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Bitter Oct 7th, 2003 07:21 AM

Credit Card Debt
Is high credit card debt a problem for Europeans? Are cc's readily available to most Europeans, and what rate of interest is charged? Many of us in the US get cc applications almost daily in the mail. I read that the average American household has $8,419 in CC debt. [The source cited is the J. of FinancialPlanning, April 2003] That seems outrageously high.

Kate Oct 7th, 2003 07:31 AM

Can't speak for the rest of Europe, but the UK is exactly the same as the US in this respect. I get mailed every day (sometimes by more than one company), I have 2 credit cards (2 too many) who's rates are about 12.9% (althogh some cards are higher - up to about 17.9%).

They raise my limit whenever I clear my card - I now have a credit card with a 15k GBP limit. Madness! I could go out a buy a car! (a decent one at that).

Bitter Oct 7th, 2003 07:36 AM

Kate: That is fascinating, but scary. Is the "Barclay Card" the primary CC in the UK? I have heard of it through its sponsorship of Premier League events, and heard someone on a BBC show saying she was "putting it on her Barclay" or something like that. (In the US, Visa seems to me to be the most widely used card).

Dick Oct 7th, 2003 07:37 AM

While I am sure that CC debt in the US Ishigh, that figure may be flawed.

THE $8419 includes people that pay off their balance each month. Although, my credit report reflects the current balance on my account, I pay it off each month.

I have not seen a figure that reflects the debt that is carried over each month( and interst paid) as opposed to current "debt".

Many people run large amounts through a CC just to get the FF miles....and pay off the amount monthly. Technically, it is stil debt.

Calamari Oct 7th, 2003 07:42 AM

Hi Bitter,
It has been my experience that our friends and family do not have ANY credit card debt at all. "Credit cards" function differently over there then they do here from what I have been told. The credit card concept is a relatively new one over there. First of all, and I am primarily speaking of Italians, they do not like the concept of buy now pay later. Most still opperate on a cash basis. It was impossible for them to understand why we were using our AMEX every chance we got in order to get a cash back rebate. They simply did not get it. Travel miles? Forget it. They never pay for groceries, restaurants or daily necessities with credit cards or even checks. Their credit cards function like a debt card, Bancomat. They must have a set amount in the bank and can use their card against that amount only. When they purchase homes, their down payment is at least 50% (one reason so many people live with their families well into adulthood). Automobiles are financed through banks the same way that they are here but for much shorter terms. Down payments are high too. We were so shocked that even after all of these years, we could not purchase tickets at a local travel agency in Florence with our credit card. Some businesses just do not accept them. Cash only. Because they are less transient then Americans they are often extended credit by local, smaller merchants in their areas and pay the balances at the end of each week or month. One last thing, when I worked in Italy it was so strange to get used to getting paid ONCE A MONTH. I think they know how to budget better then we do. Hope this answers your question.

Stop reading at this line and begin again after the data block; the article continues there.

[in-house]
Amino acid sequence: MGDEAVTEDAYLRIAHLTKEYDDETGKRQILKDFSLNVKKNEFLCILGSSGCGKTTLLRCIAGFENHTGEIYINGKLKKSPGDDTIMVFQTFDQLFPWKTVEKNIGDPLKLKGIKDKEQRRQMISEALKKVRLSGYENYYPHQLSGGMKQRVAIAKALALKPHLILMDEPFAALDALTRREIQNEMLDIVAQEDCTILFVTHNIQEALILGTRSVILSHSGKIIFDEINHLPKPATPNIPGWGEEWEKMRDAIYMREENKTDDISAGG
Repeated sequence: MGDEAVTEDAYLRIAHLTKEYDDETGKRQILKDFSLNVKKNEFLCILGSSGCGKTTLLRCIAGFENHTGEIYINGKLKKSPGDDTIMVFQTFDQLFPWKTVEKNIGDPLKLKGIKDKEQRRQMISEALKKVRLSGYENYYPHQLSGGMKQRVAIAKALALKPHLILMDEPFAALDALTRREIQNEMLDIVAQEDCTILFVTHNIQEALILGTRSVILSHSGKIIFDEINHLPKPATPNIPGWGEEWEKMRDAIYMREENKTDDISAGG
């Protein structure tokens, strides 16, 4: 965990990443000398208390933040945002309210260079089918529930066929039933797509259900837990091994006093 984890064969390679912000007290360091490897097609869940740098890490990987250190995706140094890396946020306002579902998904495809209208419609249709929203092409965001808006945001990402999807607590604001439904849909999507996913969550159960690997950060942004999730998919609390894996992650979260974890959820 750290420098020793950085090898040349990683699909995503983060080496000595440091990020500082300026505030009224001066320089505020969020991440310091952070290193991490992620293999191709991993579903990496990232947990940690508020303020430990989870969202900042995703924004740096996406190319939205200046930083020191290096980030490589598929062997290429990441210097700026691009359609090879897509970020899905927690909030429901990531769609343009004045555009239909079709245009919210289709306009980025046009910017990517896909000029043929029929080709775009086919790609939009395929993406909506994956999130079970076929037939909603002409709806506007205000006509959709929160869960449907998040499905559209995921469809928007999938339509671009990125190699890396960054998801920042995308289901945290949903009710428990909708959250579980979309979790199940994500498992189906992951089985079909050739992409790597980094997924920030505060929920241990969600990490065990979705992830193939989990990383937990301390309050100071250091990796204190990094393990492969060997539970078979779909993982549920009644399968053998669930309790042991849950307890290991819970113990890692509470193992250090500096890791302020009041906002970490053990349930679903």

Kate Oct 7th, 2003 07:46 AM

Hi Bitter

Barclaycard is a well-known credit card - I think it was the first one issued here in the 1970s, and so many many people used to have one (myself included).

But it is still a VISA card - Barclays is the name of the issuing bank (Barclays Bank is one of the Big 4 high street banks in the UK).

Barclaycard is less popular now as its rates are one of the highest.

As in the States, Visa is the most popular choice (both my cards are Visa, but are ussued by different banks)

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